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NUMERO 11 - 23/05/2018

 The governance of the integrated water service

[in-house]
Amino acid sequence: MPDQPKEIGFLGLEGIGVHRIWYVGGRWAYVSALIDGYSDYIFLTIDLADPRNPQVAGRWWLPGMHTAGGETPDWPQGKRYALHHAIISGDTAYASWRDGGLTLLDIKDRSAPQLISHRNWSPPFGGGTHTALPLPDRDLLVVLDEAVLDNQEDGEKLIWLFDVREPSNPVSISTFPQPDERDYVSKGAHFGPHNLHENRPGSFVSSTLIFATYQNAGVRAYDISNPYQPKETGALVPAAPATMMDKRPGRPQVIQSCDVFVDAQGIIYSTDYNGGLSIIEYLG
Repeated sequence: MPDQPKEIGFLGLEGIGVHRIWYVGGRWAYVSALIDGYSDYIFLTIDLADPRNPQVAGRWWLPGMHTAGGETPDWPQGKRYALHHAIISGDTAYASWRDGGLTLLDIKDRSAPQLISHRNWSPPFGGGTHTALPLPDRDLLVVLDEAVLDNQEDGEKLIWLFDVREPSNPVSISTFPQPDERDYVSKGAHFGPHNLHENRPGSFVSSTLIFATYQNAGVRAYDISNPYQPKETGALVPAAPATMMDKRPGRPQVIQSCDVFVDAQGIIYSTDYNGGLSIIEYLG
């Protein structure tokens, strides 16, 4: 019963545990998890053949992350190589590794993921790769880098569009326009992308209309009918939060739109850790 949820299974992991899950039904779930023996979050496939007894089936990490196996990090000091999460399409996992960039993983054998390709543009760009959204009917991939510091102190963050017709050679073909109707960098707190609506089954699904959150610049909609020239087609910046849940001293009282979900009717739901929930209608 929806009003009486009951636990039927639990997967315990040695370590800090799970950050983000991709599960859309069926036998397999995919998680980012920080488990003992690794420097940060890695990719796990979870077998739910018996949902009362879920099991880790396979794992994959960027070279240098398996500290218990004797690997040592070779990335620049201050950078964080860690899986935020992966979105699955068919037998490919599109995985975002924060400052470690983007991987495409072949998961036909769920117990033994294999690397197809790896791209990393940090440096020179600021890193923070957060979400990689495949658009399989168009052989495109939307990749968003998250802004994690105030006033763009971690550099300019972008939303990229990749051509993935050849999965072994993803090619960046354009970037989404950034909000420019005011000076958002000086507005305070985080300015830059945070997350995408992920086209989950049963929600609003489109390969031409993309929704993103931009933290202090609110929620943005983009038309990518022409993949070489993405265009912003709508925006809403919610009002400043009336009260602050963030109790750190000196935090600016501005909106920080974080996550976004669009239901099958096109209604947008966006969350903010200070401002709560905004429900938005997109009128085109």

When a policy maker tries to regulate the supply of drinkable water, it is faced with many ‘sensitive’ issues. First of all, since access to drinkable water is considered a fundamental human right and a minimum quantity of this essential resource should be guaranteed to every person in an effectively affordable way, the regulation of the water supply should be guided by an approach of solidarity and fairness. This is often not consistent with ‘the law of the market’ and is, instead, imbued with ideological implications: for this reason, many scholars consider water as a common good instead of a commercial product. Secondly, even though water is a non-excludable good, it is rival in consumption, because its presence on earth is limited. In this regard, one may note that the ‘climate change’ phenomenon is making access to water – which is sometimes already very challenging, especially in arid regions – even more difficult: according to a prestigious study, ‘warming is very likely to intensify the water cycle, reinforcing existing patterns of water scarcity and abundance and increasing the risk of droughts and floods’. The environmental implications of the scarcity of water on earth require that its allocation has to be properly regulated, primarily taking into consideration the sensitive balance between the ‘sustainable’ protection of water ecosystems and the survival of present and future generations. Thirdly, the supply of water is a natural monopoly because an expensive infrastructure, which cannot be duplicated, is required to deliver the service. Water services, more than other public services, appear to be basically infeasible using a model of ‘competition in the market’. Fourthly, providing high quality water to end-users implies an ‘efficient’ infrastructure in terms of security of supply, reduction of loss of water during the provision, proper functioning of purification plants, and so on; to ensure the quality of water it is also necessary to implement consumption metering mechanisms and qualitative control procedures for both the distributed water and the information available. However, the implementation of an efficient infrastructure and efficient technologies requires long-term investment and a large amount of initial capital, which is not easy for providers to find through traditional bank funding because this is usually limited to short-term investments and reasonably small amounts of money. The amortization of the infrastructure may be also longer than the duration of the water concession, and this circumstance makes the quantification of the residual value of the infrastructure very difficult to define. The complexity of the water sector generates incomplete contracts of service, since there is a need to make the parties’ commitments flexible and adaptable to the factual and legal changes that may occur during the performance of the contract. As a consequence, frequent and challenging renegotiation of agreements leads to very high transaction costs in the sector. Policy makers have to deal with all the complex and unique aspects briefly described above, which have often justified massive public intervention (even though this was not sufficient on its own) and the development of a ‘special’ legal framework different from the general one being designed for other public services. In addition, there are specific problems in Italy in regulating the public water service… (segue)

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